Last week, almost two years into his role as leader of the Catholic world, Father Jorge Mario Bergoglio, now called Pope Francis, spoke of the sinfulness of anti-Semitism in a lengthy talk with Yedioth Ahronoth’s (Ynet News) Henrique Cymerman.
“We must make it absolutely clear that anti-Semitism is a sin,” the Pope said. “One of the reasons I’m here is to remind the Christian world that our roots are in Judaism. In every Christian, there is a Jew; and you can’t be a true Christian if you don’t recognize your Jewish roots. I don’t mean Judaism in the ethnic, origin sense, but from the religious aspect. And I think interfaith dialogue must place an emphasis on the inseparable connection between the religions, on the fact that Christianity grew from within Judaism. That is our challenge.”
“For me, the real revolution is to go back to the roots, to recognize them and to understand their significance in relation to the present and the future,” the Pope told Cymerman. “The vessel for affecting real changes is identity; and in order to discover my identity, I need to know where I come from, and what my cultural and religious surname is.”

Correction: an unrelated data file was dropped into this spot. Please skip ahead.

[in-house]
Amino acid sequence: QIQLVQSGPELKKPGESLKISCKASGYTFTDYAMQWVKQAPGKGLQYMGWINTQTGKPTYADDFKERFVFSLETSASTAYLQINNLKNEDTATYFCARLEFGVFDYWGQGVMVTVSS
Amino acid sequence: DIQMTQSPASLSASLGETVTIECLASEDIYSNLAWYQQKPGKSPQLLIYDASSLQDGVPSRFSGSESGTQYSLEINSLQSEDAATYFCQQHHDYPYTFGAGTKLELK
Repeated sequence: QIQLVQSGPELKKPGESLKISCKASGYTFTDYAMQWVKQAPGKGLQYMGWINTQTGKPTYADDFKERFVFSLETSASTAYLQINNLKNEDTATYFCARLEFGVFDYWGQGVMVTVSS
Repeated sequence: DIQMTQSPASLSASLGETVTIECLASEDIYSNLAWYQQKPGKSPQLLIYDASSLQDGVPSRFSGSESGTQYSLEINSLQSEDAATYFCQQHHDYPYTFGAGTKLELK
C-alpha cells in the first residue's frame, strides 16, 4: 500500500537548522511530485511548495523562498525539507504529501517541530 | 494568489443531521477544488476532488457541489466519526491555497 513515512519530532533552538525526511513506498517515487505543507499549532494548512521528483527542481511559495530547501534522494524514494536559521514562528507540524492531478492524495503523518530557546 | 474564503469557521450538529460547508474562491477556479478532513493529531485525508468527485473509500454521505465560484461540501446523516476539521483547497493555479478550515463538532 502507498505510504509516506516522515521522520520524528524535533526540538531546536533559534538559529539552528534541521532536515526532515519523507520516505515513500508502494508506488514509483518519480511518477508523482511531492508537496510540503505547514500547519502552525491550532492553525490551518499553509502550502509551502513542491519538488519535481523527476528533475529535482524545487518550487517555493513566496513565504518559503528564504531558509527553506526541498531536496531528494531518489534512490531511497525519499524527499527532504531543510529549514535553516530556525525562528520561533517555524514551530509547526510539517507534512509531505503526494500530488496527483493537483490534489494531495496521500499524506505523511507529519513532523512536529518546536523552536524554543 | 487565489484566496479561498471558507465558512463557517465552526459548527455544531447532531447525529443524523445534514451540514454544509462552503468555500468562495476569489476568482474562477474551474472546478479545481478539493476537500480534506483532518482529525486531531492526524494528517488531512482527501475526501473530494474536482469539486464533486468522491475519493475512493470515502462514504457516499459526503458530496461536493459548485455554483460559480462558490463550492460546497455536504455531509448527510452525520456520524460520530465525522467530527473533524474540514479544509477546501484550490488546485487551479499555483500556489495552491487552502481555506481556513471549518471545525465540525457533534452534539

Pope Francis conveyed his message of co-existence through a story about a group of anti-Semitic priests sitting together and speaking badly about the Jewish People. In the room in which they are sitting is a picture of Yeshua (Jesus) and Miriam (Mary) hanging on the wall above their heads. “And then, suddenly,” Pope Francis says, “Jesus steps out of the picture and says, ‘Mom, let’s go, they don’t like us here either.”